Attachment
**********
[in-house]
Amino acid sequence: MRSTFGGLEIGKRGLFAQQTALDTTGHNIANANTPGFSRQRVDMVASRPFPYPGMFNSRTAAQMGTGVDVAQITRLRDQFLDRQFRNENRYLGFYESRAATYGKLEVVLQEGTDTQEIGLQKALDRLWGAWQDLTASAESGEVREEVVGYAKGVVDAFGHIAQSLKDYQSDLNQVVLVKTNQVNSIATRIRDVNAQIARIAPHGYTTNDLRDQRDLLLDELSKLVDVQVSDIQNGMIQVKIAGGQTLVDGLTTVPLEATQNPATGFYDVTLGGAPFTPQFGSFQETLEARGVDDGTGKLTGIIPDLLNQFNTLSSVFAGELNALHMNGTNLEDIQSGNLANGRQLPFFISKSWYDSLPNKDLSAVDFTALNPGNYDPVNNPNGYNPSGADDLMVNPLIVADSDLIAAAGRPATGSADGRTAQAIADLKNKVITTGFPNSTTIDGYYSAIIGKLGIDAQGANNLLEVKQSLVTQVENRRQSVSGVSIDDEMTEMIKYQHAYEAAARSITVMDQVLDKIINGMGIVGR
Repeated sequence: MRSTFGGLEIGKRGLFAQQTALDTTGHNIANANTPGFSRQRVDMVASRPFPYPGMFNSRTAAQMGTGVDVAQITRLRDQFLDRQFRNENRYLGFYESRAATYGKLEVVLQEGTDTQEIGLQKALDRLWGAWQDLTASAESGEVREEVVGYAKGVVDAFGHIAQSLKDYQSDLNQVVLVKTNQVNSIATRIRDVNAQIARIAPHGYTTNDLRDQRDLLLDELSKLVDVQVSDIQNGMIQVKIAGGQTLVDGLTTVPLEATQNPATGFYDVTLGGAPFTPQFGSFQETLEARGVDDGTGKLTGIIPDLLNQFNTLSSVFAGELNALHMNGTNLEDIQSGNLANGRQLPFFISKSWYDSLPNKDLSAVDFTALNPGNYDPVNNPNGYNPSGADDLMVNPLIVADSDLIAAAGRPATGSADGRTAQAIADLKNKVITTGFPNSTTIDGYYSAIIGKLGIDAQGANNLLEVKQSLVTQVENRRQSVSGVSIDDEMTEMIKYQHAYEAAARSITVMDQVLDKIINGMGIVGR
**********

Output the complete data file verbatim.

[in-house]
Amino acid sequence: MRSTFGGLEIGKRGLFAQQTALDTTGHNIANANTPGFSRQRVDMVASRPFPYPGMFNSRTAAQMGTGVDVAQITRLRDQFLDRQFRNENRYLGFYESRAATYGKLEVVLQEGTDTQEIGLQKALDRLWGAWQDLTASAESGEVREEVVGYAKGVVDAFGHIAQSLKDYQSDLNQVVLVKTNQVNSIATRIRDVNAQIARIAPHGYTTNDLRDQRDLLLDELSKLVDVQVSDIQNGMIQVKIAGGQTLVDGLTTVPLEATQNPATGFYDVTLGGAPFTPQFGSFQETLEARGVDDGTGKLTGIIPDLLNQFNTLSSVFAGELNALHMNGTNLEDIQSGNLANGRQLPFFISKSWYDSLPNKDLSAVDFTALNPGNYDPVNNPNGYNPSGADDLMVNPLIVADSDLIAAAGRPATGSADGRTAQAIADLKNKVITTGFPNSTTIDGYYSAIIGKLGIDAQGANNLLEVKQSLVTQVENRRQSVSGVSIDDEMTEMIKYQHAYEAAARSITVMDQVLDKIINGMGIVGR
Repeated sequence: MRSTFGGLEIGKRGLFAQQTALDTTGHNIANANTPGFSRQRVDMVASRPFPYPGMFNSRTAAQMGTGVDVAQITRLRDQFLDRQFRNENRYLGFYESRAATYGKLEVVLQEGTDTQEIGLQKALDRLWGAWQDLTASAESGEVREEVVGYAKGVVDAFGHIAQSLKDYQSDLNQVVLVKTNQVNSIATRIRDVNAQIARIAPHGYTTNDLRDQRDLLLDELSKLVDVQVSDIQNGMIQVKIAGGQTLVDGLTTVPLEATQNPATGFYDVTLGGAPFTPQFGSFQETLEARGVDDGTGKLTGIIPDLLNQFNTLSSVFAGELNALHMNGTNLEDIQSGNLANGRQLPFFISKSWYDSLPNKDLSAVDFTALNPGNYDPVNNPNGYNPSGADDLMVNPLIVADSDLIAAAGRPATGSADGRTAQAIADLKNKVITTGFPNSTTIDGYYSAIIGKLGIDAQGANNLLEVKQSLVTQVENRRQSVSGVSIDDEMTEMIKYQHAYEAAARSITVMDQVLDKIINGMGIVGR